The White House on Friday released President Biden's preliminary fiscal year (FY) 2022 budget proposal, which includes a proposal to launch a new agency focused on developing cures for Alzheimer's disease, cancer, diabetes, and other diseases.
The White House is expected to release a full proposed budget in late spring.
Biden's budget proposal has no legal effect, because Congress ultimately is tasked with drafting and approving federal spending measures that then must be signed by the president to become law. Even so, the budget proposal does shed light on the administration's federal funding priorities. Below is a breakdown of the administration's health care priorities for FY 2022.
FY 2022 budget proposal details
The budget proposal calls for increasing HHS' budget by 23.5% relative to FY 2021, bringing the department's budget up to a total of $131.7 billion in FY 2022. That $131.7 billion figure would include:
- $51 billion for NIH to support research intended to enhance health and reduces illness and disability;
- $8.7 billion for CDC to modernize public health data collection, train new public health experts, and improve core public health capacity at the federal and state levels;
- $1.6 billion for the Substance Abuse and Mental Health Services Administration to support the Community Mental Health Services Block Grant
- $905 million for FDA and the Office of the Assistant Secretary for Preparedness and Response to invest in FDA's capacity and purchase supplies to maintain the Strategic National Stockpiling and improvements initiated during the coronavirus epidemic; and
- $47.9 million for HHS' Office for Civil Rights.
As part of a $51 billion request for the NIH, the budget proposal calls for forming a $6.5 billion medical research agency within NIH focused on rapidly developing cures for Alzheimer's disease, cancer, diabetes, and other diseases.
The new agency, which would be called the Advanced Research Projects Authority for Health (ARPA-H), would be modeled after two existing research agencies: the Department of Defense's Defense Advanced Research Projects Agency and the Department of Energy's Advanced Research Projects Agency. If created, the new agency would become one of the NIH's largest bodies—with a budget higher than that of NIH's National Cancer Institute, which is currently NIH's largest agency, STAT News reports.
According to STAT News, it remains unclear how the new agency would function. White House aides provided few details on the new agency during a briefing, and budget documents provide no additional information beyond the agency's proposed funding and research goals.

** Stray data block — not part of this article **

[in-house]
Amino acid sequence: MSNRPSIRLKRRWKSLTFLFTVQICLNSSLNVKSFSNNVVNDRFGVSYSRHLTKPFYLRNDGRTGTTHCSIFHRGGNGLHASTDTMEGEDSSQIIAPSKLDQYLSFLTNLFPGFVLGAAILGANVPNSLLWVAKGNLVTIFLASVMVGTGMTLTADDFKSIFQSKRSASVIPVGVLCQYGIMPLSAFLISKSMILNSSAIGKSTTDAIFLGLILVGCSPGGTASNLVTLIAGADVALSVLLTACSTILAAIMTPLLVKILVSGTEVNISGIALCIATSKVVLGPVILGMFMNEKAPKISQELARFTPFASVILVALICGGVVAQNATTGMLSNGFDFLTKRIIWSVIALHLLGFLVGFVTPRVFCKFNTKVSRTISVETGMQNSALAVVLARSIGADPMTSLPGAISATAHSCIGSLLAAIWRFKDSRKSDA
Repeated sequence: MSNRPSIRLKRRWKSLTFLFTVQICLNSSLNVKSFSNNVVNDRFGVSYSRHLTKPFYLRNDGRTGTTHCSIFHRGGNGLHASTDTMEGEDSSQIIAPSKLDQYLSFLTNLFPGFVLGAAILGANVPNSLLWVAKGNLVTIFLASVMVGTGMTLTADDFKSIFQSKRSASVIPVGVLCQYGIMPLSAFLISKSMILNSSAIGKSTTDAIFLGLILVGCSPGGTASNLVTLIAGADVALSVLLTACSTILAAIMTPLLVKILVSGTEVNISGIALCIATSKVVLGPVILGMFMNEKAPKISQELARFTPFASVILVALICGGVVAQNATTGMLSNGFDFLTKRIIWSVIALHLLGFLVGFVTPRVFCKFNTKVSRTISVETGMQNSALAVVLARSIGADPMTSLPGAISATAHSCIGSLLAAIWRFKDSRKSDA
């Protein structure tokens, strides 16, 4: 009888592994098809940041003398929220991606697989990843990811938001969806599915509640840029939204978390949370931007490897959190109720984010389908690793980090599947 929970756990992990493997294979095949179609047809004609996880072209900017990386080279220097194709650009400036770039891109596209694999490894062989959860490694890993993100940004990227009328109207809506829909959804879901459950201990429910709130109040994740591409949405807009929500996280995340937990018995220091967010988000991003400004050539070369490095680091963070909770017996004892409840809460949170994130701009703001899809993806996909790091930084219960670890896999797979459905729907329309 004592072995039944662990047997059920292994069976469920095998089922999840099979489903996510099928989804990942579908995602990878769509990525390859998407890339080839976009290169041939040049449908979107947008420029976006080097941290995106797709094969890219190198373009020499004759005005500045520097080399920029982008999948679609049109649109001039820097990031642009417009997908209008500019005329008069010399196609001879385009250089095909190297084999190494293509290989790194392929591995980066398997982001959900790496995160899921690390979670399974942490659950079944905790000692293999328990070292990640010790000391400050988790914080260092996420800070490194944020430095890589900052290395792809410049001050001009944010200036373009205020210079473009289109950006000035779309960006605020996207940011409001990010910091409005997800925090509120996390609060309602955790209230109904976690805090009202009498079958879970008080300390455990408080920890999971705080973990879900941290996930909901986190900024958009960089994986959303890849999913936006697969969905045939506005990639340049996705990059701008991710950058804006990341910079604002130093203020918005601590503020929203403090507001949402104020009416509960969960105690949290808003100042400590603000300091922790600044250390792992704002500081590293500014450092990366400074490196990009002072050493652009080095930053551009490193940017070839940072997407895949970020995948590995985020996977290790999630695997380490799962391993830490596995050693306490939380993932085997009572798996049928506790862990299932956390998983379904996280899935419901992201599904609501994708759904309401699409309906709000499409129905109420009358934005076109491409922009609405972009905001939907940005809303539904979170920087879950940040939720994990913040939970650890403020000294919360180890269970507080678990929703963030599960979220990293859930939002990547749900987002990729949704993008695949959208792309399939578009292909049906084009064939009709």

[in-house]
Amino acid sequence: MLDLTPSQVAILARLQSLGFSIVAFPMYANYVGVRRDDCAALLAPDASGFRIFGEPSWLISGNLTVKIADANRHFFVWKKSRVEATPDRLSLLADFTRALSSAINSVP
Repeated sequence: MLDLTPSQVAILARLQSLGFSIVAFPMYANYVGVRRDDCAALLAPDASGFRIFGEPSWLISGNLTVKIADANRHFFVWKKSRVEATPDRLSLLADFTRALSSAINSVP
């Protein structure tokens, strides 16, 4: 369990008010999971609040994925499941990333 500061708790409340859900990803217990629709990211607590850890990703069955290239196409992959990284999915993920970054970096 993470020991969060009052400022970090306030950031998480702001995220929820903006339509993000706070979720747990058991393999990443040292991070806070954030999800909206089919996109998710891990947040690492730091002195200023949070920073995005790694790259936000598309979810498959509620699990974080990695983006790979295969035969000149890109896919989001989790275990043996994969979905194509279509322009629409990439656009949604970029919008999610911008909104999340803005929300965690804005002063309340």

As part of the funds for NIH, CDC, and other agencies within HHS, the budget also calls for:
- $10.7 billion to combat America's opioid epidemic by investing in research, prevention, treatment, and recovery services—particularly for Native Americans, older Americans, and rural populations;
- $340 million to expand access to family planning health care services;
- $551 million for home and community-based services;
- $670 million to help end the HIV/AIDS epidemic by increasing access to preventive care and treatment, including pre-exposure prophylaxis;
- $200 million to reduce maternal mortality by investing in rural programs and implicit bias training and childhood development experts in high-Medicaid/CHIP communities; and
- $100 million to address gun violence.
In addition, the budget calls for promoting health equity and supporting research to understand climate change's impact on health, although the budget doesn't specify funding amounts for those efforts.
Republican lawmakers criticized the budget proposal. In a statement Friday, Senate Majority Leader Mitch McConnell (R-Ky.) and other Republican leaders said Biden's budget proposal "prioritized spending trillions on liberal wish list priorities" and neglected funding for the military.
However, Biden said he is hopeful Republicans will ultimately support his budget proposal. "I've already spoken to some of my Republican colleagues about dealing with the infrastructure legislation we have up there, as well as other budget items," Biden said at the White House on Friday. "So we're going to work on seeing if we can get some bipartisan support across the board here."
According to STAT News, at least some of the requests outlined in Biden's preliminary budget proposal are likely to move forward. For example, Senate health committee Chair Patty Murray (D-Wash.) and Sen. Richard Burr (R-N.C.), who is Murray's Republican counterpart, are expected to work on legislation related to pandemic preparedness this year (Facher, STAT News, 4/9; Cohrs, STAT News, 4/9; Hellmann, Modern Healthcare, 4/9; Lucia, Route Fifty, 4/9; King, FierceHealthcare, 4/9).